LOS ANGELES — UCLA coach Chip Kelly had six coaches, including four on defense, move on from the program and pursue other opportunities. The vacancies have allowed Kelly to overhaul the defensive staff with a vision in mind.
The hiring of defensive coordinator Bill McGovern and inside linebackers coach Ken Norton Jr. have helped add a fresh perspective for the defensive players this season.
“Just through some research, we wanted to get an NFL style,” Kelly said about the coaching changes. “Bringing both (McGovern) and (Norton), I think we’ve done a really good job.”
Norton, a notable UCLA alumnus, replaced Don Pellum, who retired after his contract was up.
Norton played for UCLA and in the NFL before working as a defensive coordinator with the then-Oakland Raiders and Seattle Seahawks.
McGovern recently coached the Chicago Bears’ inside linebackers before joining the Bruins. He was brought in, following Jerry Azzinaro’s resignation this offseason.
Kelly, who signed an extension this offseason, had not commented publicly on Azzinaro’s departure until Tuesday.
“I think he tried to catch on the in National Football League,” Kelly said. “He was looking for other opportunities.”
Defensive back Mo Osling III is the most experienced player on the roster, entering his sixth year with the team, and has seen coaching turnover in the past when Kelly was brought in to replace Jim Mora in 2017.
“He’s brought the (NFL style) here,” Osling said about McGovern’s coaching style. “He’s doing a lot of stuff from the league and he is very professional with the way he carries himself.”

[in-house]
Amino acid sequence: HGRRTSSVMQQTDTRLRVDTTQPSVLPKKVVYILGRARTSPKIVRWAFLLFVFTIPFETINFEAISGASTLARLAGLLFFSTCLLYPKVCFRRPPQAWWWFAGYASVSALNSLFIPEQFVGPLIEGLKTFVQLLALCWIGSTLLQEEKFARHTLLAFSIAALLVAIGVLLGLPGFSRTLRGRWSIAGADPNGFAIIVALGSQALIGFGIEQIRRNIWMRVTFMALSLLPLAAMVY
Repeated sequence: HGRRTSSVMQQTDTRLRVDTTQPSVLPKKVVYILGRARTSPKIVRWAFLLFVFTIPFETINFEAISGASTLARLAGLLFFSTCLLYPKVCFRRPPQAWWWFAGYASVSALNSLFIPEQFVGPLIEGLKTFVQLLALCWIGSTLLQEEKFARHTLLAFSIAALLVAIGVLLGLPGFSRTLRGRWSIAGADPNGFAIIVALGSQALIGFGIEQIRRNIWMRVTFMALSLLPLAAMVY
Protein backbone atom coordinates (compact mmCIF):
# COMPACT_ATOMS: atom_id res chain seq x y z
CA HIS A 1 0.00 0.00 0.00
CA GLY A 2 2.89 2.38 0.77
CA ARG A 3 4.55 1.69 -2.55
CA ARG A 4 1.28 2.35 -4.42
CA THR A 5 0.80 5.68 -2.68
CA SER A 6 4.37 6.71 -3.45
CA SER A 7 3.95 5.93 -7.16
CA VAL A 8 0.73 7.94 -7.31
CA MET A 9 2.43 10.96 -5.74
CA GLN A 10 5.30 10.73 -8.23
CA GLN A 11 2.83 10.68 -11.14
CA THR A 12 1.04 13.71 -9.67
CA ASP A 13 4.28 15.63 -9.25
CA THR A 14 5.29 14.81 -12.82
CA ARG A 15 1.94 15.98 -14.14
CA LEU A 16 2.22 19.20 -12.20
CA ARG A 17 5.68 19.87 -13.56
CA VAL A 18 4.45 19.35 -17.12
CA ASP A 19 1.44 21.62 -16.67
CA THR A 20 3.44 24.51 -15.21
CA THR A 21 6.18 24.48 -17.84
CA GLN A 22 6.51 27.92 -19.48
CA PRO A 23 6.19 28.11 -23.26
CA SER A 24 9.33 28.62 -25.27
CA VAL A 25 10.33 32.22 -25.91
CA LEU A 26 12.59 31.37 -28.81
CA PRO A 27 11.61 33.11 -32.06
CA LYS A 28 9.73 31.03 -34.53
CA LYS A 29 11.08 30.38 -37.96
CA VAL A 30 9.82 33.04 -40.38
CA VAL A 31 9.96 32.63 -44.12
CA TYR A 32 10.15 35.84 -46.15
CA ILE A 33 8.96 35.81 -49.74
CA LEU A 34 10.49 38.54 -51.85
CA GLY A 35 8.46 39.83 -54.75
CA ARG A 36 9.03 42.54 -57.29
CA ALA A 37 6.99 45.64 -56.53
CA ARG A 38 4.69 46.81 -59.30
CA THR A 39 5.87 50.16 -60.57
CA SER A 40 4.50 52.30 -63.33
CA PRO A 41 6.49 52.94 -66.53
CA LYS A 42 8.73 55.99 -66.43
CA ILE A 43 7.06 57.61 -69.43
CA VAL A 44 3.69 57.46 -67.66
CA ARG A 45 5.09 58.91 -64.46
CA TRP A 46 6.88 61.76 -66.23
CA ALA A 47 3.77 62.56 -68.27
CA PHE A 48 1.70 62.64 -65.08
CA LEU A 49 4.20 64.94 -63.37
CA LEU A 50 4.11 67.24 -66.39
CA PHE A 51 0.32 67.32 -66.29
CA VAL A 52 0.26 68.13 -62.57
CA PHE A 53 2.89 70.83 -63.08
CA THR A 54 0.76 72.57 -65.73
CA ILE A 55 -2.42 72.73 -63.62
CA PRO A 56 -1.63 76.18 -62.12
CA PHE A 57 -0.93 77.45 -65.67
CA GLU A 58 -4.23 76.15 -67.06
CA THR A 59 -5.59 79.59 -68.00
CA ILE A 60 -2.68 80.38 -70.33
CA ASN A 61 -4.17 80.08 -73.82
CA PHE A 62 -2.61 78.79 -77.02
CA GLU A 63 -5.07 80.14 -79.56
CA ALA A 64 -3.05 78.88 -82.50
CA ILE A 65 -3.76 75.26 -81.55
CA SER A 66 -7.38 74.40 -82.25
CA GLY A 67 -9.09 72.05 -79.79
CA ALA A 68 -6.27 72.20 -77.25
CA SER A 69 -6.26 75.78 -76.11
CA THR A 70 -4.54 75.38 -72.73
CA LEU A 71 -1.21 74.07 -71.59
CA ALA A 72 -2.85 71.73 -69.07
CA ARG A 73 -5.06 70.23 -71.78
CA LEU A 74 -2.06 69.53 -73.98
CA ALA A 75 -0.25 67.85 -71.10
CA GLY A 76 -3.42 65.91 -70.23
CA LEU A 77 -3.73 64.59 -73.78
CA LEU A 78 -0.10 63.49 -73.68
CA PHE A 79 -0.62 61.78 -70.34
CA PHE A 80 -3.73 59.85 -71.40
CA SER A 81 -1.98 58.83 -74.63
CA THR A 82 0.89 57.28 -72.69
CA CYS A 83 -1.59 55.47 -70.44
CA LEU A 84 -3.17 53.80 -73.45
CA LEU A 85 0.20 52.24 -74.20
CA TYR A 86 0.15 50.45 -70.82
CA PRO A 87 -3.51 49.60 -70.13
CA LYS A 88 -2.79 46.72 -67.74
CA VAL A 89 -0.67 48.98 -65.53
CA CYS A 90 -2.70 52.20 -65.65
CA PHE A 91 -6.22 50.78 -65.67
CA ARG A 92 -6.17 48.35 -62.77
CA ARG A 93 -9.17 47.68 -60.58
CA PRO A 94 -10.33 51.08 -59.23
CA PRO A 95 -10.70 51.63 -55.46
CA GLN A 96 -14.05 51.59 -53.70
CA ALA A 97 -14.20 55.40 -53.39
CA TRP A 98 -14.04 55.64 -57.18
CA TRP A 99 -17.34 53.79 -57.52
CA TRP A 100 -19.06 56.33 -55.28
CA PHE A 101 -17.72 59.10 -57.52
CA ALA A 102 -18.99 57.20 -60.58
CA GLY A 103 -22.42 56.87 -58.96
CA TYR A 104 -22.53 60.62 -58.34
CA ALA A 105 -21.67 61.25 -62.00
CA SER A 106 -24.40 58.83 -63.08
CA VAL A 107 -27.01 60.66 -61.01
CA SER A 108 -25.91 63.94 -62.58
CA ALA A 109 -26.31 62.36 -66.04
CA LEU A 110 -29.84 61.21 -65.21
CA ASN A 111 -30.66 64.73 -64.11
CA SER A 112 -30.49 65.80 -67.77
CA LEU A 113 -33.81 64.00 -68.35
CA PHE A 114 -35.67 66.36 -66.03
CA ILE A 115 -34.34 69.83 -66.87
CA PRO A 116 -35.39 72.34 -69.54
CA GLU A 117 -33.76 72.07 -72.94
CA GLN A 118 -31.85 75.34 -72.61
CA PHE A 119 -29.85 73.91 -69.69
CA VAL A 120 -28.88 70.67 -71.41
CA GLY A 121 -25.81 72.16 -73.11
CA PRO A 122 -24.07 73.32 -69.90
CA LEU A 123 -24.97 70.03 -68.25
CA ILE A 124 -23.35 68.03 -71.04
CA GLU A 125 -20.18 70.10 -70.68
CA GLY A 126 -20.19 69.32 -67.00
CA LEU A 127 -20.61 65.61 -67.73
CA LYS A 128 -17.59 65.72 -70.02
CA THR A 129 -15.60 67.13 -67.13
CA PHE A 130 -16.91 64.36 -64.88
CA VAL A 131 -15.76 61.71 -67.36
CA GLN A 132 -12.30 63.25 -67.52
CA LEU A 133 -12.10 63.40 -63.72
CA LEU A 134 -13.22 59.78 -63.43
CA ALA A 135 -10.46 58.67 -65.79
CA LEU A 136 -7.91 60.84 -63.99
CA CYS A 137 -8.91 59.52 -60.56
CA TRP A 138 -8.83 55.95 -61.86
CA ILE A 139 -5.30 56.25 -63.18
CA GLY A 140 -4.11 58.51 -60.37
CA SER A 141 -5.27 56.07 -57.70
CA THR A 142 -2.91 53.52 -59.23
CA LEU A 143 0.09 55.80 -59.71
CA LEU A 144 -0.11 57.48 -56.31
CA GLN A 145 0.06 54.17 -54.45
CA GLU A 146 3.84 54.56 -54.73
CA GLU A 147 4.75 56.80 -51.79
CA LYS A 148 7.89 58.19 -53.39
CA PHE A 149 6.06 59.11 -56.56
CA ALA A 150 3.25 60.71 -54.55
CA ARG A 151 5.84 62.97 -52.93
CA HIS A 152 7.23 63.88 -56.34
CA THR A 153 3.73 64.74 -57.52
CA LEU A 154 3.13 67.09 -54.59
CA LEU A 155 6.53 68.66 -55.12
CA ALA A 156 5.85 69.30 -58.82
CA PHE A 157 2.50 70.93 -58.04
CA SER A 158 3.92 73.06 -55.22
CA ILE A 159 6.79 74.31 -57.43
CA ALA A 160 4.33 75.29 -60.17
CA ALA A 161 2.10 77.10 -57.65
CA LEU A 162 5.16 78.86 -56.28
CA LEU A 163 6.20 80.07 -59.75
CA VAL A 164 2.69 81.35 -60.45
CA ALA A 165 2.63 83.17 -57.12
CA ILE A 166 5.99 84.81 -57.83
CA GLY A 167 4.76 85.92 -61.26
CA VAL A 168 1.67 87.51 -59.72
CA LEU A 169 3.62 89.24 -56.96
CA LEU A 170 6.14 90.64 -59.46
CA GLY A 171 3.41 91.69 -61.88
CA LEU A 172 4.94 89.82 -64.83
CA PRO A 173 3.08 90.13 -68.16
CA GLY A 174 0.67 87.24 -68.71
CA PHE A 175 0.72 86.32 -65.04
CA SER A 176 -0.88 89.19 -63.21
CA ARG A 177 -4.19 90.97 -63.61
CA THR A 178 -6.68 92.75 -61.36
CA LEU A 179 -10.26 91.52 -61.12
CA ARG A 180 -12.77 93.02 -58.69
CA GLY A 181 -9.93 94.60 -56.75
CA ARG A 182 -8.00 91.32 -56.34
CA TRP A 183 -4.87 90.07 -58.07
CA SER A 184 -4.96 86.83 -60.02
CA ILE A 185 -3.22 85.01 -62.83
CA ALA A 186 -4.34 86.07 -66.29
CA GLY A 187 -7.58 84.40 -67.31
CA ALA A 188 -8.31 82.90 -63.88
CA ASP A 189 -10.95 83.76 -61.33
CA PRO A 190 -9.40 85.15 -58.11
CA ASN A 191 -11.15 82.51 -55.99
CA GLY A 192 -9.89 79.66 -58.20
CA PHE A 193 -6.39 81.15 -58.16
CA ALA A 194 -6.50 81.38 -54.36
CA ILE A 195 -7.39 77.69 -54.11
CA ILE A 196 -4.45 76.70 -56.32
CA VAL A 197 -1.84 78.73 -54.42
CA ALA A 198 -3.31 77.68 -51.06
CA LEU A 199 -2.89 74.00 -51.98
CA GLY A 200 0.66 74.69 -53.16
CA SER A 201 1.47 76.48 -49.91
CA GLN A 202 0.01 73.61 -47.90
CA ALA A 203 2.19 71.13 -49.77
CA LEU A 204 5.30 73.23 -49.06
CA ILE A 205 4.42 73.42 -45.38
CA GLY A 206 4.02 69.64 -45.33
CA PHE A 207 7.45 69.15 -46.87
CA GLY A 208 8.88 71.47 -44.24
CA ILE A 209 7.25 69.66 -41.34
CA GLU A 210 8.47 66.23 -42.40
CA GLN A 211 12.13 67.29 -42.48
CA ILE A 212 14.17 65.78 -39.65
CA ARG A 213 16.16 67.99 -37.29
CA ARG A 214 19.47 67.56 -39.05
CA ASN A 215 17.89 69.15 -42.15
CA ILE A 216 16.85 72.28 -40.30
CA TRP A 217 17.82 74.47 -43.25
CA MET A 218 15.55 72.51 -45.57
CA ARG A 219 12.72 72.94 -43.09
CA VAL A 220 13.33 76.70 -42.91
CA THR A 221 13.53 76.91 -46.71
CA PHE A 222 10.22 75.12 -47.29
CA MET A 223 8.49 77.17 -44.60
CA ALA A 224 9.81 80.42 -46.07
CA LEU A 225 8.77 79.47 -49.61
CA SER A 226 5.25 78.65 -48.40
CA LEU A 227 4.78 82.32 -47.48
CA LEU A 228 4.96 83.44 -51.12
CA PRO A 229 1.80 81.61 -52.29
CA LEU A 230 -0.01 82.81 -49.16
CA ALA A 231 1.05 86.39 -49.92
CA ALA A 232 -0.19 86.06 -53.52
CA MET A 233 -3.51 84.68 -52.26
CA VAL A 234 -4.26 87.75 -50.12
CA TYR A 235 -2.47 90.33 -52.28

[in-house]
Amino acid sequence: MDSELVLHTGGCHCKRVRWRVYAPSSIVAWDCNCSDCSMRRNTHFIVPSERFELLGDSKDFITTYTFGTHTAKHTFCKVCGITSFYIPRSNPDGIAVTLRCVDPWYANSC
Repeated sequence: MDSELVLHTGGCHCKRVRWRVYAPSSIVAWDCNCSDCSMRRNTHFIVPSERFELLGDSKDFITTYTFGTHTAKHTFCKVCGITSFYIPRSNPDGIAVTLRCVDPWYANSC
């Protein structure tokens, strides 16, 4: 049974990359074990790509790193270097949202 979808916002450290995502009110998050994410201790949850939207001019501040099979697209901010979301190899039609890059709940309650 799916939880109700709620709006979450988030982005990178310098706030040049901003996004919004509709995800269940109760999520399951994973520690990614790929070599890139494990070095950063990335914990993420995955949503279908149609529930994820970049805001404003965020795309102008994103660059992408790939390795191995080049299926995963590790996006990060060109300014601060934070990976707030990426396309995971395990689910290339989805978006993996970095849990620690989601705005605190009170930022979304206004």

McGovern has received high praise from the defensive players, characterizing him as personable.
Defensive back Azizi Hearn, a transfer from Wyoming, has also settled in with what is expected of him from McGovern and the staff.
“I’m extremely comfortable,” Hearn said. “We did a lot of player-ran meetings over the summer and spent some time with the coaches and in my playbook.”
He joined Wyoming as a walk-on in 2017 and spent four years with the program before returning to his home state to become a Bruin through the transfer portal.
Hearn is expected to see significant playing time alongside Osling and Stephan Blaylock in the secondary, directed by assistant head coach Brian Norwood.
“We need to do a better job at pass defense,” Kelly said. “So some of the coverage principles that (McGovern) and (Norton) have and the pass rush schemes are what we’ve been looking for.”
The Bruins’ pass defense ranked 107th in 2021, giving up 260.2 yards per game against opposing offenses.
Norwood was the only defensive coach returning from last season.
“I love coach Norwood,” Hearn said. He’s an extremely intelligent coach. … He coaches the whole secondary and knows every position so I’m learning what everyone is doing.”
Blaylock and fffensive lineman Jon Gaines II were the Bruins’ representatives for Pac-12 Media Day on July 29.
Gaines missed the first day of camp to be with his father, who had a kidney transplant, in Wisconsin.
“My mom called me and said dad was on his way to the hospital because dad had a possible donor,” Gaines said. “Shoutout to coach Kelly and the whole UCLA staff, they sent me home right away so I came back a little bit later after camp started.”
Gaines explained that his father had low energy when he was there to visit him after the transplant but stated that he continued to get better each day and began telling jokes.
Gaines stated how grateful he has been in the past for UCLA’s help in getting his father out to some of his games at the Rose Bowl and is excited to have his father back in Pasadena for his senior season.
The Bruin credits his teammate, offensive lineman Sam Marrazzo, for getting the story out there and for their support when he returned to join them for camp.
“I remember years ago when Jon pulled a couple of us into a room and told us that his dad had kidney cancer,” Marrazzo said. “So just seeing that and his dad going on dialysis and everything and then a couple of weeks ago, Jon texted us, … you can’t help but be extremely happy for him.”
“It was crazy,” Gaines said. “I was welcomed back with open arms and just the amount of people that really cared showed how tight-knit this group is.”